Consumers renewed their shopping procedures when it came to hand hygiene, safety margins, planned and speedy shopping, visiting during less busy hours, visiting the store without family members, reducing shopping frequency and using contactless payments. This increased sensitivity towards the shopping environment was also strongly urged by authorities and retailers. For examples, gloves of different kind and hand sanitizing were used extensively by consumers, and physical distancing was accomplished by stores’ queue marking and plexiglasses to protect cashiers.

“Except for panic-buying the customers of grocery stores have started to use disposable gloves or gym gloves when picking groceries, fruits and vegetables from the shelves.” (, March 14, 2020)

“It is not recommendable that the whole family visits the store, it is better that just one person visits. It is advisable that the purchases are well planned in advance, to increase speediness in the shopping. It is sensible to concentrate several days of grocery shopping to one occasion. [Some recommendations from the Finnish food authority.]” (Yhteishyvä.fi, April 7, 2020)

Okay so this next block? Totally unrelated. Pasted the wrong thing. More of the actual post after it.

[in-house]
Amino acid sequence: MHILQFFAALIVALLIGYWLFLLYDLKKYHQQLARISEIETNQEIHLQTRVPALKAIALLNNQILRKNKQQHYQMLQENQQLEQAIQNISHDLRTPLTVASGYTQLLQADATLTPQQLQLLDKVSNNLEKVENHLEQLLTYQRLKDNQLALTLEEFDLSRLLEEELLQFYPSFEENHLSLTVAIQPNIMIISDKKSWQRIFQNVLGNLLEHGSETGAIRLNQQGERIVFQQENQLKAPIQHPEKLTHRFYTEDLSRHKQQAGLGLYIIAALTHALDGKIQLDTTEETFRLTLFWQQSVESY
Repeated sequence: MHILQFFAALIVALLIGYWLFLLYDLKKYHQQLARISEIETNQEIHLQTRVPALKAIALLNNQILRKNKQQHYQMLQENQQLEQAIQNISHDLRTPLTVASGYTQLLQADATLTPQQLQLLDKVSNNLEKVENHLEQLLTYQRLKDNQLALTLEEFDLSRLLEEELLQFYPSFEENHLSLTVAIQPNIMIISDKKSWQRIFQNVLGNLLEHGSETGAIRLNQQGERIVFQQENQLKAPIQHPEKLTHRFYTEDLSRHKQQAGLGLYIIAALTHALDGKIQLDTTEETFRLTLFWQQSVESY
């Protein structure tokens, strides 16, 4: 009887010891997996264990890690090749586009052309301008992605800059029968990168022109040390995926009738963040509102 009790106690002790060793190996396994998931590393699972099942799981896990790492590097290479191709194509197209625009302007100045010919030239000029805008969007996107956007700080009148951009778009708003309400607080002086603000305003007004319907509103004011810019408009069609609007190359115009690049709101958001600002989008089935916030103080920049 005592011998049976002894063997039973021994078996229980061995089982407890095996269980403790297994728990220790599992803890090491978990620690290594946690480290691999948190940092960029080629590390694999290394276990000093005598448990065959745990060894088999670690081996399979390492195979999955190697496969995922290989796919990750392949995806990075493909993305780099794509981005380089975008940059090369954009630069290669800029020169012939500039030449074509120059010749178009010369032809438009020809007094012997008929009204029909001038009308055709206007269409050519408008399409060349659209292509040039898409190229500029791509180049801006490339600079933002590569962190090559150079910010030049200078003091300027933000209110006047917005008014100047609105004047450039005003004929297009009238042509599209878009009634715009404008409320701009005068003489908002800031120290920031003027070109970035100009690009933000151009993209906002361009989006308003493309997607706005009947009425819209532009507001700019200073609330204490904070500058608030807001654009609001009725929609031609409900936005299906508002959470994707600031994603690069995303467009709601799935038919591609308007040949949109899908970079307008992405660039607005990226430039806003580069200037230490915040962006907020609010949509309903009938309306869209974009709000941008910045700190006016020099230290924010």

According to a survey (N = 502) by the Finnish grocery trade association, 89% of store visitors complied with good hand hygiene, physical distancing was managed at most cashiers (67% responded always and 22% often) and fairly well in other places of the store (52% responded always and 35% often) (, 29 April 2020). Furthermore, a systematic and speedy store visit was managed by a majority (44% responded always and 37% often), albeit slightly less so during less busy shopping hours (33% responded always and 32% often). Two thirds of the respondents said they visit the store alone and 14% that someone else do the shopping for them. Overall, the respondents were satisfied with the actions taken by the retailers to care for safety and provide guidelines. In another survey (N = 1000) by the Finnish Commerce Federation 62.5% of Finns (aged 16 - 79) had decreased their frequency of visits to the grocery store (, May 7, 2020).

Also, new services, such as special opening hours for risk groups and phone services with home delivery, became popular among elderly (70+) to reduce risks of exposure to the virus.